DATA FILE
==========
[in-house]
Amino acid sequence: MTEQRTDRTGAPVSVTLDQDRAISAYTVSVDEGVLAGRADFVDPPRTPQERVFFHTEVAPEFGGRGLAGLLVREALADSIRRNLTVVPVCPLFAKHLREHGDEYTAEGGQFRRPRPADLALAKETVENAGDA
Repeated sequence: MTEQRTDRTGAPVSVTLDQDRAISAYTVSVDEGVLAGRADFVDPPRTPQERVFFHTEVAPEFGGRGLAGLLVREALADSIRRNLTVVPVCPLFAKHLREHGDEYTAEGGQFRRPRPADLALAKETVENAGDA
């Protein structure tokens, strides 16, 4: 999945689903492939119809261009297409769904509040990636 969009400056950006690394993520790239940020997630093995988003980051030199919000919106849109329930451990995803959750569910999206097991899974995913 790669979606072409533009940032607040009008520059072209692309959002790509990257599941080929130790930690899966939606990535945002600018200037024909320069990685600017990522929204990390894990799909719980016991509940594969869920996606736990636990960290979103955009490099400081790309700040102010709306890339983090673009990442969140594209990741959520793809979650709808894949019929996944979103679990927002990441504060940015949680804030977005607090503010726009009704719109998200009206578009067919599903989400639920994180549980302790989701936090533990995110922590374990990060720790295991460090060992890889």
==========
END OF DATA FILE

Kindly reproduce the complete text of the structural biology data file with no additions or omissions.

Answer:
[in-house]
Amino acid sequence: MTEQRTDRTGAPVSVTLDQDRAISAYTVSVDEGVLAGRADFVDPPRTPQERVFFHTEVAPEFGGRGLAGLLVREALADSIRRNLTVVPVCPLFAKHLREHGDEYTAEGGQFRRPRPADLALAKETVENAGDA
Repeated sequence: MTEQRTDRTGAPVSVTLDQDRAISAYTVSVDEGVLAGRADFVDPPRTPQERVFFHTEVAPEFGGRGLAGLLVREALADSIRRNLTVVPVCPLFAKHLREHGDEYTAEGGQFRRPRPADLALAKETVENAGDA
């Protein structure tokens, strides 16, 4: 999945689903492939119809261009297409769904509040990636 969009400056950006690394993520790239940020997630093995988003980051030199919000919106849109329930451990995803959750569910999206097991899974995913 790669979606072409533009940032607040009008520059072209692309959002790509990257599941080929130790930690899966939606990535945002600018200037024909320069990685600017990522929204990390894990799909719980016991509940594969869920996606736990636990960290979103955009490099400081790309700040102010709306890339983090673009990442969140594209990741959520793809979650709808894949019929996944979103679990927002990441504060940015949680804030977005607090503010726009009704719109998200009206578009067919599903989400639920994180549980302790989701936090533990995110922590374990990060720790295991460090060992890889």